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October 28, 2011

Flooding makes busiest B road in Oxon impassable


The scene in 2003
Locals have long believed that the joining of two worked out gravel pits to form the Redgrave Pinsent Rowing Course has significantly altered floodlfows, making closure of the busy B478 more likely. These images, from the severe floods in 2003, show how disruptive the high flood levels were. Several houses and garages were inundated. Another 10cm in the river and levels would have been at the catastrophic highs seen in 1947. More gravel extraction followed by landfill threatens to make this situation much worse. It will also blight a beautiful landscape for years to come.

Take action now. Write to Oxfordshire County Council by 31.10.11 to object to their inclusion of Sonning Eye in their minerals plan.


October 18, 2011

Time running out to respond to minerals plan

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No support from SODC? 

An article in last week's Henley Standard highlighted the concerns of local people that South Oxfordshire District Council will no longer provide sandbags when they need them – just when the risk of their homes flooding is set to get worse.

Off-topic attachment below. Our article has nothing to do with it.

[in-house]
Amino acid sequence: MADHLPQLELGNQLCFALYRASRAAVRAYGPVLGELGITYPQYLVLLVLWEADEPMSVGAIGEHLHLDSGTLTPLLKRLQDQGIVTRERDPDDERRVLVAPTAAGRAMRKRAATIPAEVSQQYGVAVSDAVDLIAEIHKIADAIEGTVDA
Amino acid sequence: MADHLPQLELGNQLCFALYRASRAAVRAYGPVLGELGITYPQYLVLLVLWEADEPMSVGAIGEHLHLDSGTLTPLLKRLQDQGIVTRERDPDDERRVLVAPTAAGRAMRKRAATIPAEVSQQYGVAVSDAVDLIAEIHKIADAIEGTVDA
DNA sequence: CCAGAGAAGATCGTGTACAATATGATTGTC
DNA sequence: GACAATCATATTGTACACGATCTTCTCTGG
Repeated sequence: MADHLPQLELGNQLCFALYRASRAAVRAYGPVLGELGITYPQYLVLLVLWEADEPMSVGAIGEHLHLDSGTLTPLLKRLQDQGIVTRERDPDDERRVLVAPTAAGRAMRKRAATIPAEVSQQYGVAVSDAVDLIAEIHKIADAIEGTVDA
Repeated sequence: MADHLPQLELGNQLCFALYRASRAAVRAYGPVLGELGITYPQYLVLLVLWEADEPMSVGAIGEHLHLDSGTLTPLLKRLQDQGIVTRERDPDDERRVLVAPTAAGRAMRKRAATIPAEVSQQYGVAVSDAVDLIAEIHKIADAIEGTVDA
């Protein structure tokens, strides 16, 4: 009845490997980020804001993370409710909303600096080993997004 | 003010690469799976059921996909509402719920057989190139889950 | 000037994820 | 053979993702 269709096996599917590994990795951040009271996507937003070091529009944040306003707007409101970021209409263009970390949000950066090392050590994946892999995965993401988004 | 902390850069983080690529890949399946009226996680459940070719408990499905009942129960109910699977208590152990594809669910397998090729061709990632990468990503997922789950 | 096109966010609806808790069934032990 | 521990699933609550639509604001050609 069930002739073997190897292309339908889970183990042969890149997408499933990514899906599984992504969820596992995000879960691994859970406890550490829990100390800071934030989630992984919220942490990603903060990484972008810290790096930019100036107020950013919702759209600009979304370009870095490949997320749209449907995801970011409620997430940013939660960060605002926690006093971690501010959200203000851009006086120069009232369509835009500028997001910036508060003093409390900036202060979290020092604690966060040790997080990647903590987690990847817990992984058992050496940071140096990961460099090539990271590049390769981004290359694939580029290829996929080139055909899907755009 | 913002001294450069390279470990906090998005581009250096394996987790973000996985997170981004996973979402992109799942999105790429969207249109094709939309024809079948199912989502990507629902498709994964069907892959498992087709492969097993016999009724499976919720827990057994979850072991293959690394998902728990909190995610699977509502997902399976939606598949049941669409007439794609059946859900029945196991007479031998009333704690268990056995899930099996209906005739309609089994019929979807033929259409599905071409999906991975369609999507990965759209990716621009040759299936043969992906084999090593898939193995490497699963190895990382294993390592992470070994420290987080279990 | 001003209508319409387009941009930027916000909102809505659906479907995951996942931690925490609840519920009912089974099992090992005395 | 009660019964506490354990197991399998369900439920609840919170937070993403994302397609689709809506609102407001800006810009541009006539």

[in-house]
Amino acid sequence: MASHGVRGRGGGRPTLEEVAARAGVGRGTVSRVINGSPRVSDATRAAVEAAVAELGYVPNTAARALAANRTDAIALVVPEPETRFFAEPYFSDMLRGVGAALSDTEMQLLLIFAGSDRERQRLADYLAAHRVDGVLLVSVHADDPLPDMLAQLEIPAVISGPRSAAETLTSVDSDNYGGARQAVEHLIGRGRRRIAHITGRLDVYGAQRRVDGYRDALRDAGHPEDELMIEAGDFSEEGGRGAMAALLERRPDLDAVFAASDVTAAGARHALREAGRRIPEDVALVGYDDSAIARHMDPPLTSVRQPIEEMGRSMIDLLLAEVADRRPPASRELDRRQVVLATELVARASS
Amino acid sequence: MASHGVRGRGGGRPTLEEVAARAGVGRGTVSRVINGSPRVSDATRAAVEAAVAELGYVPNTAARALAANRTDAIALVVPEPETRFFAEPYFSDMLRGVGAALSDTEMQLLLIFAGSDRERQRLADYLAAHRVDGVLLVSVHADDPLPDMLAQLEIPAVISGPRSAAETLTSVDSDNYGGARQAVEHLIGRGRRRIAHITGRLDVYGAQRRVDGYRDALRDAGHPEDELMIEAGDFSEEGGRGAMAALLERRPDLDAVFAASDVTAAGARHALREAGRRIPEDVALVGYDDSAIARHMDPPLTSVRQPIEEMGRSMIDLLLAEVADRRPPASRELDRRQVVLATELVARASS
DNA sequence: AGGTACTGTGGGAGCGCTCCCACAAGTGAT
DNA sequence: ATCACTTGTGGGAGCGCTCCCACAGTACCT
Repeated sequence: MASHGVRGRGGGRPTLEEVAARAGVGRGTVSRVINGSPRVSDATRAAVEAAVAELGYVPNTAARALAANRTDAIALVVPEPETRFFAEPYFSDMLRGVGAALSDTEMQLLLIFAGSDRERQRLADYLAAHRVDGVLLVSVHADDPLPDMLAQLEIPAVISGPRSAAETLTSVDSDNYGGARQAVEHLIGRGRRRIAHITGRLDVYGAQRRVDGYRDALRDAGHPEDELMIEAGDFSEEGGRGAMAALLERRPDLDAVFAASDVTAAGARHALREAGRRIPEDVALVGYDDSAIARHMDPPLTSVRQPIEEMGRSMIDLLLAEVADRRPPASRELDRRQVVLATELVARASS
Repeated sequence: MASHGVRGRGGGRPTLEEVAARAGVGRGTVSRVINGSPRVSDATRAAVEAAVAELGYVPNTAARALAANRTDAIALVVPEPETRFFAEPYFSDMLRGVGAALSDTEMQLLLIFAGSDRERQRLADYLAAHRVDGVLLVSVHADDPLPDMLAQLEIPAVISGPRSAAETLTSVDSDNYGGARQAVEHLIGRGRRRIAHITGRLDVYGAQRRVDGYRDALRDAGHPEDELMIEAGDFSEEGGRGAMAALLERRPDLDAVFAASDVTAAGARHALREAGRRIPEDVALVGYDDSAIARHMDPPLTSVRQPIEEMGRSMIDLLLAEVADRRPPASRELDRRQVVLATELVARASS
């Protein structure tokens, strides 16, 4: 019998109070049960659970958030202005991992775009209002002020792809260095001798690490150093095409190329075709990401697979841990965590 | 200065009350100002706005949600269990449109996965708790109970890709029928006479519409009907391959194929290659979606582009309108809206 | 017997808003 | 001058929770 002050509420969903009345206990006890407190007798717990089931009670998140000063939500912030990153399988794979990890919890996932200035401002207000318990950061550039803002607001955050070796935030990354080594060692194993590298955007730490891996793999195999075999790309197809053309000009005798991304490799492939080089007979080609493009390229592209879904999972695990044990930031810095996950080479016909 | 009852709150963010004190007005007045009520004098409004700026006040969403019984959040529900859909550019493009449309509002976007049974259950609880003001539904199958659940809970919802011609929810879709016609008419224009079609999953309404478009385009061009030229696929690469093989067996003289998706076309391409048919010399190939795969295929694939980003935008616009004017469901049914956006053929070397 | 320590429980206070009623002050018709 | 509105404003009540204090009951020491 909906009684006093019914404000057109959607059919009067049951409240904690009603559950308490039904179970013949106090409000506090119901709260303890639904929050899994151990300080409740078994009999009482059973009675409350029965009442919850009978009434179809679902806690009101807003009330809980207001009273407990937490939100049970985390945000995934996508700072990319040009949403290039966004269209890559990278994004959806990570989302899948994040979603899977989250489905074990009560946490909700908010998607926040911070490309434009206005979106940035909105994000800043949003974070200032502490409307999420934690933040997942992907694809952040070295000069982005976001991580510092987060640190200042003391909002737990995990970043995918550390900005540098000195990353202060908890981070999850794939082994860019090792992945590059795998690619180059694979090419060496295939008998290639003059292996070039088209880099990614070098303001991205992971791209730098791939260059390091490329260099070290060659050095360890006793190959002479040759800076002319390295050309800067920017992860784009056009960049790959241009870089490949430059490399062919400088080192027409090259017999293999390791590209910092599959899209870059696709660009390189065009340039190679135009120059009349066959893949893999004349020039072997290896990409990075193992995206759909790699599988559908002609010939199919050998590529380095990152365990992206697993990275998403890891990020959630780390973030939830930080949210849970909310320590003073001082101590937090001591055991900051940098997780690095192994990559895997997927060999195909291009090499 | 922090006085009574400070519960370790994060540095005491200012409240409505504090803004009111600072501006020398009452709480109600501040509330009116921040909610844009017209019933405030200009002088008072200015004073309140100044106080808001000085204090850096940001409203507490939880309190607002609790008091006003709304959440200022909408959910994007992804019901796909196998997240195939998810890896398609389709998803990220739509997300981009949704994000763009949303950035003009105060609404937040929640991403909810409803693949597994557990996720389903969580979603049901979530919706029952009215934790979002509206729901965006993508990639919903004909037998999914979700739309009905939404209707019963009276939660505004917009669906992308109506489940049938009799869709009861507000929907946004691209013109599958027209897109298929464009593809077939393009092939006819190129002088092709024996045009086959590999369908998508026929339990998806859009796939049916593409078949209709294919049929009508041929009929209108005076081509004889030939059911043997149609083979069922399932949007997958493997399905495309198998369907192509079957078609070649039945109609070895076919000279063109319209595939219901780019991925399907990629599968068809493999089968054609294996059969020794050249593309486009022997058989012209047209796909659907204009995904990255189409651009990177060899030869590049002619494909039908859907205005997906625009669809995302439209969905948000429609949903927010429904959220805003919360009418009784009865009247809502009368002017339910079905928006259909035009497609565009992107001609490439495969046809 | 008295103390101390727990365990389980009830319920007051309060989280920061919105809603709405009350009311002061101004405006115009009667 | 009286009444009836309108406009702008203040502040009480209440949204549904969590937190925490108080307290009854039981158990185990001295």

This community is threatened by over 30 years of minerals extraction if Oxfordshire goes ahead with its plan to approve land along the Thames between Sonning Eye and Shiplake for future extraction in its new Minerals Plan.


A million lorries through Caversham and Henley?

It has been calculated that over the 30 or more years life of the proposed workings, around a million new lorry movements might be added to the area's already choked roads. They would be delivering 2m tonnes of sand and gravel and then bringing in builder's waste to fill up the hole left behind by the aggregates. These lorries will bring dust, noise and aggravation. And just how effective will be the control of exactly what waste gets put back in the ground? 


No support from Oxfordshire?